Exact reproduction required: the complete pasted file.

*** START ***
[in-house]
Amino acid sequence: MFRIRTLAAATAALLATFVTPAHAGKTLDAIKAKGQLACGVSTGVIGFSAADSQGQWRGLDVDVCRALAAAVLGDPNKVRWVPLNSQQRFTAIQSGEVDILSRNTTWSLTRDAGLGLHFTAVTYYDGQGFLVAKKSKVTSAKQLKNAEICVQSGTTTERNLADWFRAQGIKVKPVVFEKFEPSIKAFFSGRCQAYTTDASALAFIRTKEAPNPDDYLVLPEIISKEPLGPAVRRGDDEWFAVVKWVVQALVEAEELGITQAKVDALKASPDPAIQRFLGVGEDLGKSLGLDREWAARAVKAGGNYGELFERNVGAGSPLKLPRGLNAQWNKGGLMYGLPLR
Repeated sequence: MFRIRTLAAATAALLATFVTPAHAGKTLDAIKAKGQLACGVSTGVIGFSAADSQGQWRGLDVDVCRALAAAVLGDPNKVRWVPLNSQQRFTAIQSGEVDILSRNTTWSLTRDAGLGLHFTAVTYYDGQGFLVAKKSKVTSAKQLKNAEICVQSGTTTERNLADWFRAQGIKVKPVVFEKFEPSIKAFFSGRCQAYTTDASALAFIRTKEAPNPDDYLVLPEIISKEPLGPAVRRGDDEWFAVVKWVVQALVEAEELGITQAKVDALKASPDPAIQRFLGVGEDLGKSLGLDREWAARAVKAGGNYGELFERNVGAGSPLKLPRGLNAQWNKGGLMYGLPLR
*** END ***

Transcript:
[in-house]
Amino acid sequence: MFRIRTLAAATAALLATFVTPAHAGKTLDAIKAKGQLACGVSTGVIGFSAADSQGQWRGLDVDVCRALAAAVLGDPNKVRWVPLNSQQRFTAIQSGEVDILSRNTTWSLTRDAGLGLHFTAVTYYDGQGFLVAKKSKVTSAKQLKNAEICVQSGTTTERNLADWFRAQGIKVKPVVFEKFEPSIKAFFSGRCQAYTTDASALAFIRTKEAPNPDDYLVLPEIISKEPLGPAVRRGDDEWFAVVKWVVQALVEAEELGITQAKVDALKASPDPAIQRFLGVGEDLGKSLGLDREWAARAVKAGGNYGELFERNVGAGSPLKLPRGLNAQWNKGGLMYGLPLR
Repeated sequence: MFRIRTLAAATAALLATFVTPAHAGKTLDAIKAKGQLACGVSTGVIGFSAADSQGQWRGLDVDVCRALAAAVLGDPNKVRWVPLNSQQRFTAIQSGEVDILSRNTTWSLTRDAGLGLHFTAVTYYDGQGFLVAKKSKVTSAKQLKNAEICVQSGTTTERNLADWFRAQGIKVKPVVFEKFEPSIKAFFSGRCQAYTTDASALAFIRTKEAPNPDDYLVLPEIISKEPLGPAVRRGDDEWFAVVKWVVQALVEAEELGITQAKVDALKASPDPAIQRFLGVGEDLGKSLGLDREWAARAVKAGGNYGELFERNVGAGSPLKLPRGLNAQWNKGGLMYGLPLR